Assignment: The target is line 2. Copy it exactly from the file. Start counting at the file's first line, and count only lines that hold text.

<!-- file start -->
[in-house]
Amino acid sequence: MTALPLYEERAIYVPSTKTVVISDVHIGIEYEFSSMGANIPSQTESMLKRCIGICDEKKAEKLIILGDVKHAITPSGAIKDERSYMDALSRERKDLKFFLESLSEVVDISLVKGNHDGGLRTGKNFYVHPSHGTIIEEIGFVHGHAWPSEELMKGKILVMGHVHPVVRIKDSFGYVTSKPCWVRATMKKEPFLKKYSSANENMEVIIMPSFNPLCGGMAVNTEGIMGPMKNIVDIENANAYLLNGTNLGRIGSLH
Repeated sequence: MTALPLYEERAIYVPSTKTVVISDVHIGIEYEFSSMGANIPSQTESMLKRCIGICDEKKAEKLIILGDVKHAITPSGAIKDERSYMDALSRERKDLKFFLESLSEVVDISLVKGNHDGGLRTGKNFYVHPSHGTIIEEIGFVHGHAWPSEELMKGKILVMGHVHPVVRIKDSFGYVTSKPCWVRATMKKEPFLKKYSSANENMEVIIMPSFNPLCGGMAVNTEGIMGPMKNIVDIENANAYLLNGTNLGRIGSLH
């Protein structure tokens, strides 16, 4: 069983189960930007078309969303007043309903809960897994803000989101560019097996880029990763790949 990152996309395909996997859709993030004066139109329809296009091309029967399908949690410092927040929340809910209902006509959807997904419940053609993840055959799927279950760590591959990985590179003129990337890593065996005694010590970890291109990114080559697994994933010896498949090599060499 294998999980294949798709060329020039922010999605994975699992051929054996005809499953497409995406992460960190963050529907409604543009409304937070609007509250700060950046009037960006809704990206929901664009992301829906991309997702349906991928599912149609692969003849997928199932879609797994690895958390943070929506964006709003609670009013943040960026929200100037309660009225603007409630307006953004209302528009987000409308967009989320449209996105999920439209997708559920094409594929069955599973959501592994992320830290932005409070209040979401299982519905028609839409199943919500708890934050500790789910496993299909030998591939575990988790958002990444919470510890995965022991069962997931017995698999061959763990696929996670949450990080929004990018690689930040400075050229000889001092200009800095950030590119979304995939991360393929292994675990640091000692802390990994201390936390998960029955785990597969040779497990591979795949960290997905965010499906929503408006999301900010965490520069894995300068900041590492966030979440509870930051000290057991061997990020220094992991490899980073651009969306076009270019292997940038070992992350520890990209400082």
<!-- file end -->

Amino acid sequence: MTALPLYEERAIYVPSTKTVVISDVHIGIEYEFSSMGANIPSQTESMLKRCIGICDEKKAEKLIILGDVKHAITPSGAIKDERSYMDALSRERKDLKFFLESLSEVVDISLVKGNHDGGLRTGKNFYVHPSHGTIIEEIGFVHGHAWPSEELMKGKILVMGHVHPVVRIKDSFGYVTSKPCWVRATMKKEPFLKKYSSANENMEVIIMPSFNPLCGGMAVNTEGIMGPMKNIVDIENANAYLLNGTNLGRIGSLH